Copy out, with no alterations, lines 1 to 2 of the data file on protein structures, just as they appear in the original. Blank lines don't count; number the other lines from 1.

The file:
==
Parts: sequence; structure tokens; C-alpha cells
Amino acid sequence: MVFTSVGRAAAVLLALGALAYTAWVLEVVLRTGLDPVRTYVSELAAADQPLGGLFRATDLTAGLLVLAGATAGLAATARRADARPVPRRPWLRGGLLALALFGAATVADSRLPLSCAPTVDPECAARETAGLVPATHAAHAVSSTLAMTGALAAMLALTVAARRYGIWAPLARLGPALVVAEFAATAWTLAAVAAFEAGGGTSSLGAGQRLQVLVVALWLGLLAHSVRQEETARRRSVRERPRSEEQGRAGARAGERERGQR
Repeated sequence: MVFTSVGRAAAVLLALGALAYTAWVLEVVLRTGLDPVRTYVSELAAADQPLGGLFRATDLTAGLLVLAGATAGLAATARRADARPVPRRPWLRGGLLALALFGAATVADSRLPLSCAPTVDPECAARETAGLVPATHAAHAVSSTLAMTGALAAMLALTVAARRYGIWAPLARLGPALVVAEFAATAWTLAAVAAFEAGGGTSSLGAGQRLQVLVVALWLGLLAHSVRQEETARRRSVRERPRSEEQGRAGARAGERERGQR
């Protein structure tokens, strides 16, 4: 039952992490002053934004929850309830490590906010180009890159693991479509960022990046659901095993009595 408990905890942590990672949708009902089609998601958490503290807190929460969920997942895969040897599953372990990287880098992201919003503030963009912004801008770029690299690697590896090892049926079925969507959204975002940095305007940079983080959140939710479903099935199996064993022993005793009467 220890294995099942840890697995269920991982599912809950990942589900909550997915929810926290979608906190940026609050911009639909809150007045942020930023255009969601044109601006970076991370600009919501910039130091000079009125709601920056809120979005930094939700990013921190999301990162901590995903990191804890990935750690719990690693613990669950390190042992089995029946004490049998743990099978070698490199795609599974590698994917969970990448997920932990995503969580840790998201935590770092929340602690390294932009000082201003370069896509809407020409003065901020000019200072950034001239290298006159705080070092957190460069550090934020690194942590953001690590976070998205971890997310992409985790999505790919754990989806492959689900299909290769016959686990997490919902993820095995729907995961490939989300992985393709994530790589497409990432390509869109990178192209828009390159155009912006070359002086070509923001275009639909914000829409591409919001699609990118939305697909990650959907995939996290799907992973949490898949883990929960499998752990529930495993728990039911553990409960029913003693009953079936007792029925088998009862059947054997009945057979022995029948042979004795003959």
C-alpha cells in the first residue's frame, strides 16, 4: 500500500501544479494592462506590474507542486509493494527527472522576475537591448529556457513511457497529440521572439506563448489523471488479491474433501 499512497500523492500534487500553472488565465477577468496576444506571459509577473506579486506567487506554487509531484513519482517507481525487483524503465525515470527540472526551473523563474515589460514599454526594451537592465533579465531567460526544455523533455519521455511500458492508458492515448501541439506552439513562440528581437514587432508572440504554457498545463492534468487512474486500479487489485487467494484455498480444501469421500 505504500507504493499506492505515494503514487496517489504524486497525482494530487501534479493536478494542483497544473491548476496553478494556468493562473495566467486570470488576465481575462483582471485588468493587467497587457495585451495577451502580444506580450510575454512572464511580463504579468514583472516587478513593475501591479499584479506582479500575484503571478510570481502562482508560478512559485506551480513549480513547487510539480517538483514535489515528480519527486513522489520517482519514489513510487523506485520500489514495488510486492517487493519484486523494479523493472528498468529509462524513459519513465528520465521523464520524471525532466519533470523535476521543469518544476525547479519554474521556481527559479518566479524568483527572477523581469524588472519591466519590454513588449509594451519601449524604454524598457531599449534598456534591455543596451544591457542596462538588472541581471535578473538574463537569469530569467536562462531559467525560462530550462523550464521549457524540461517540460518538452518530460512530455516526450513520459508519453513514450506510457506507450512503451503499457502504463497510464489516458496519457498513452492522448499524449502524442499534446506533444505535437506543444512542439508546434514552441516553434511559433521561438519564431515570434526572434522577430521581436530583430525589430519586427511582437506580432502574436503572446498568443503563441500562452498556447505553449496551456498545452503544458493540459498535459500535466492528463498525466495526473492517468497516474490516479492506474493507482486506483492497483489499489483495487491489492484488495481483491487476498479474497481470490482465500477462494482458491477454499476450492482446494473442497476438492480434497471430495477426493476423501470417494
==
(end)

Parts: sequence; structure tokens; C-alpha cells
Amino acid sequence: MVFTSVGRAAAVLLALGALAYTAWVLEVVLRTGLDPVRTYVSELAAADQPLGGLFRATDLTAGLLVLAGATAGLAATARRADARPVPRRPWLRGGLLALALFGAATVADSRLPLSCAPTVDPECAARETAGLVPATHAAHAVSSTLAMTGALAAMLALTVAARRYGIWAPLARLGPALVVAEFAATAWTLAAVAAFEAGGGTSSLGAGQRLQVLVVALWLGLLAHSVRQEETARRRSVRERPRSEEQGRAGARAGERERGQR